3) I went on a hunt for hipsters of the Sacramento variety, but couldn't find any, perhaps because I was searching during daylight hours. If I sight any, I'll be sure to let you know.

So I want to start sending out 15 or 20 song playlists/"radio shows". What's the best way to do it? Whaddya think of Spotify?

Would that take care of my needs?

Ok, let's see...

--Where the heck did you get that package?

That would be Shopper's Corner, a Santa Cruz institution, in the historical photo in the last post. Now this *was* several years ago...

--Thank you for the picture of Duran Duran that you posted.

Uh, thanks, I guess, but it's hard to tell whether the The Backstreet Boys will be flattered or insulted..

...there have been sooooo many copycats,...

Oh, amen to that - I confess that I sank into a been-there-done-that as I listened to both of those groups...

... I had a really hard time finding new music, but those days are over...

- and to that! Pandora alone is a remarkable "suggestion box", and has gotten better and better at its version of stochastic tastemaking. As an experiment, I put in "Cream" as the seed, then immediately added "David Wilcox" for variety, and got the famous live "Crossroads" (before the varietization applied), Zep's "Good Times Bad Times", then some Hendrix rock, then the Animals' "House of the Rising Sun" - then a recent Wilcox release - this starts to look like a trajectory - then an artist I hadn't heard called Bebo Norman in the Wilcox vein, then another previously unknown folkie, Howie Day before I was tapped on the shoulder by Pandora for too much skipping. Wouldn't it be interesting to have it just spit out lists?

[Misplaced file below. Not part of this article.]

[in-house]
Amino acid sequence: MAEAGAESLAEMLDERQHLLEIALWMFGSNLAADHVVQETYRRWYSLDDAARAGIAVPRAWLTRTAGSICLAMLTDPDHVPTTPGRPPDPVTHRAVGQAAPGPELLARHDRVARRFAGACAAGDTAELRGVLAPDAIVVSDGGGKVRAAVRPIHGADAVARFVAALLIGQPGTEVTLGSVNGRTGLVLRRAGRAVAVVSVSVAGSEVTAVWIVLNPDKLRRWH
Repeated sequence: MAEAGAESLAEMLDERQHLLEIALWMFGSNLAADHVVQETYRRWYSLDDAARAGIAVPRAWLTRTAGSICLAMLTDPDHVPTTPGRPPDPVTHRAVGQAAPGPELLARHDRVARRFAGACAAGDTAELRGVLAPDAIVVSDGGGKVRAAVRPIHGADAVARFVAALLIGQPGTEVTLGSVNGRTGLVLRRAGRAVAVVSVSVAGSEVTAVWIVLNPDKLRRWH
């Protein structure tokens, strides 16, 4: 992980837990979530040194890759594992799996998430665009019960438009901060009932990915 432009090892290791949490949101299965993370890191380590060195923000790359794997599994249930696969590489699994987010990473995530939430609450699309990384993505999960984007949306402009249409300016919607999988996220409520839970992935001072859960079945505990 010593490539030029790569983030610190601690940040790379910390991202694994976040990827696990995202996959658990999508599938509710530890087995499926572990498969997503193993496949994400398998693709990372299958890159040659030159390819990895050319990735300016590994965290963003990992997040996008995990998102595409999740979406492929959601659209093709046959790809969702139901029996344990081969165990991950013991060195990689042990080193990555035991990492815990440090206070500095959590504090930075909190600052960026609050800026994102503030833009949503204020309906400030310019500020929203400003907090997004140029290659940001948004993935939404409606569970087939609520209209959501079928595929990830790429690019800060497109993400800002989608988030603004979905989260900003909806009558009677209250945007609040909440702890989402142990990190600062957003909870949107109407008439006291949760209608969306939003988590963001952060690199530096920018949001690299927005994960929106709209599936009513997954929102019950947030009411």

Then there's - I just jumped in to a tag called "punk revival", hit The Donnas, who I'd heard a little, then hit under their "Moods" list the term "campy", then ended up at "Ziggy Stardust" - next to which can be found Small Faces' "Lazy Sunday". The problem here is that starting in this vast compendium produces for me a sense of surfeit, a negative commitment. But if you start with a desire for very specific comparisons, it can be kind of great - have you used it much?

And even the anarchic associations of YouTube serve as a reasonable conduit, since the right gutter almost invariable represents someone's predictable taste. (Side note: at this point, that Pandora station I just created has dumped me into War's "Low Rider"; maybe I was a little *too* divergent in my seeding.) Was YT too frustrating for you?

-- I'm still old school enough to want a physical product.

It's funny, a CD never quite seemed to me as real as an LP, simply because the canvas of a 12" cover and sleeve already seemed like a fulfilled promise - and so I've more or less ceased to care.

--Would [Spotify] take care of my needs?

I was going to say Mog based on recent reviews, but I see they require a Facebook account; go Spotify! And this posting shows an interesting graph comparing top hits there vs. Rdio, an up-and-comer. I might be able to live without "Say Say Say" by going that direction.

No comments:

Post a Comment